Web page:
“Well, never fear your Majesties,” Mr Jones assured the royal pair. “Your public liability policy is very extensive and if any judge in the land would decide against you, you wouldn't have to pay a cent.”
The King nodded. “That's good to know Mr Jones. I'm sure it won't come to that, I'll have a talk with her father, and I'm sure we'll get it sorted. My son just fancied her but he's determined to have a 'real' princess. I just wanted to make sure our policy would cover such an incident if need be.”
“Ah, young love, it causes everyone so much grief, does it not!” Mr Jones laughed.
“Indeed it does Mr Jones! Let's just hope her father sees sense. Well, good day to you.”
“You're very welcome Your Majesties.”
After Mr Jones' royal clients had left he finished up the last of his paperwork, turned off the desk lamp and gathered up his briefcase. As he was leaving the office he nodded goodbye to Cinderella, the office cleaner who had just started her shift and helped Nancy carry a box to her car. Then it was a short drive home to a lovely dinner cooked by Mrs Jones and a relaxing evening on the couch watching his favourite television shows.
Friday, December 17, 2010
Many years ago we started noticing that one of Molly's eyes was getting cloudy. She still seemed to be able to see out of it fine and so we didn't worry about it too much. Then one day I was at the vet and asked to have it checked out while we were there. I was told that Molly had a cataract but she could still make out shadows, light and dark and see movement.
Then about a year ago we went back to the vet for some unrelated issue and whilst there I got the vet to check her eye again. By this stage the cataract had developed to the point where Molly was completely blind in that eye, a fact that we had begun to suspect anyway. Several times Molly had had trouble seeing things on that side and it had become sadly obvious.
Last Sunday I was sitting on the couch with Molly perched on my lap getting wuzzes when I noticed her other eye had a bit of a shine to it. Suspecting the worst, I took her to the vet the following day only to have my suspicions confirmed. A cataract was already almost fully developed in her good eye. It's just a matter of time before Molly is fully blind.
The vet discussed the options with me, which were rather limited.
1) We get a referral to a doggie ophthalmologist and have an operation to restore sight in one or both her eyes. This will cost approximately $3500 per eye.
2) We do nothing and the cataract continues to develop, rendering her blind but on an indeterminable time line.
Christian was in Melbourne for work and so when I got home I rang him and we discussed the options, since if we decided to operate, the sooner the better.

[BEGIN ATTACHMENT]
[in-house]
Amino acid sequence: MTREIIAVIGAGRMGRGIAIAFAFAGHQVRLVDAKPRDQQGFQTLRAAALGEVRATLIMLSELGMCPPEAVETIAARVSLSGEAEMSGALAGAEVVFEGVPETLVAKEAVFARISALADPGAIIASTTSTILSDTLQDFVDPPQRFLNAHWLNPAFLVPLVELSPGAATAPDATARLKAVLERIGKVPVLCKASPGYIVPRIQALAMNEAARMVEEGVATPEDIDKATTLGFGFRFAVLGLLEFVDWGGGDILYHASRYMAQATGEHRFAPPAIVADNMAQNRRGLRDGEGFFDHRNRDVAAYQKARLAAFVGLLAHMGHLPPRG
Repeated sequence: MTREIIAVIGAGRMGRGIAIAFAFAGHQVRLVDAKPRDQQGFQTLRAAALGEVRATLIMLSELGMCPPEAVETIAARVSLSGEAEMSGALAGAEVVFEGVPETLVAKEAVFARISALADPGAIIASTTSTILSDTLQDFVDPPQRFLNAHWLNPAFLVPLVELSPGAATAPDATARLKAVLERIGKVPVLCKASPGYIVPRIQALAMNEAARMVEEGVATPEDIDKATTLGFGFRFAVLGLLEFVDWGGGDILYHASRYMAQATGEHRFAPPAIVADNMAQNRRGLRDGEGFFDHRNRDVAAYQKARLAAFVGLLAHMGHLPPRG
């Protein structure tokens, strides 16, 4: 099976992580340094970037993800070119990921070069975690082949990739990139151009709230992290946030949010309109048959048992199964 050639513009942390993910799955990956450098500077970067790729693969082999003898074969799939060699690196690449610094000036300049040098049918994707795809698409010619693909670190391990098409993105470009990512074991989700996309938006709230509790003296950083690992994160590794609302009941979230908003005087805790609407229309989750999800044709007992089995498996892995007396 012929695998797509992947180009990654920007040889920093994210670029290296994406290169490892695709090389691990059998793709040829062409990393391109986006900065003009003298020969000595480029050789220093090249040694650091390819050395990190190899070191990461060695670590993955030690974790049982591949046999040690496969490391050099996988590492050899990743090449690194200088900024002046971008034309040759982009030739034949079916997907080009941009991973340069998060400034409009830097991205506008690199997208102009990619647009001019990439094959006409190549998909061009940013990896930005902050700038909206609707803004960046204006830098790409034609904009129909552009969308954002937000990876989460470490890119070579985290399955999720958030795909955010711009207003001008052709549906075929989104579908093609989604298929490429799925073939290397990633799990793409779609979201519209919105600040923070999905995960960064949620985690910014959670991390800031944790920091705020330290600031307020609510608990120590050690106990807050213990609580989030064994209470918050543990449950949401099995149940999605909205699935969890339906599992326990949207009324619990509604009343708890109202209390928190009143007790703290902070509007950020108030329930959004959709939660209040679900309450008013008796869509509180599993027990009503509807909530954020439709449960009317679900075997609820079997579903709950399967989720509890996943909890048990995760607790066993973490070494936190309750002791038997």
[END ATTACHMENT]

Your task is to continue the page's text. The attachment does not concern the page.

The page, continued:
It was hard but we ultimately decided to go with the second option. Several factors influenced our decision but the main ones were a) the first cataract took several years to develop enough to take her sight and since Molly is already almost 12, the chances are good that she will have some sight up until her death b) the vet said that dogs adjust very quickly to a loss of sight and she would cope rather well.
Cost was obviously a factor too and if Molly was half her age, we wouldn't have hesitated to spend the money on her. Finding the money isn't an issue - we've made extra payment into our mortgage that we can access at any time but due to her being an elderly dog it just seems silly to fork out so much money and put her through the risk of surgery.
Maybe that's callous, I just don't know. But I think we made the right decision.
I am curious to know what everyone else would have done if you were in my position. What do you think? Did we make the right call? Or should we do whatever it takes?
Tuesday, December 14, 2010
Anyway so after we'd watched the episode Christian and I had this conversation.
Me : If I turned into a zombie, would you shoot me?
Christian : Looked honestly shocked at the idea that he could shoot me.
Me : If you turned into a zombie I wouldn't hesitate to shoot you.
Christian : Looks honestly shocked that I would shoot him.
Me : Well I wouldn't want you to have to walk around for eternity, decaying flesh falling from your bones, the hunger for flesh never stopping, driving you mad with every waking moment.
Christian : Oooooooookaaaaaaaaaay...
Me : So you'd have to shoot me.
Christian : I don't think I could.
Me : But if you didn't shoot me, I'd bite you and then you'd be a zombie too! And in my heart I'd know I was responsible for destroying your soul.
Christian : I'm sure I could stop you biting me.
A wrestle commences which culminates with me biting him on the neck.
Me : See how easy that was! Wouldn't have happened if you'd just shot me. That's a lesson. Why? Because now you're a zombie.
After that we shuffled around a bit, ate raw flesh and then spent the rest of the evening moaning 'Braaaaaaaaaaaaaaaaaains'.
Turns out being a zombie isn't that bad after all ;-)
Sunday, December 05, 2010
It's just I had a bit of time to kill the other day and I went back and read some early posts that I had done on this blog but also early posts done by Boo and Mouse. And it seemed that way back then we actually spent time writing about what we did on our weekends, places we'd been, things we got up to. I've just found that recently when I've been posting at all it's been more about specific events or thoughts or just a bit of a photo dump.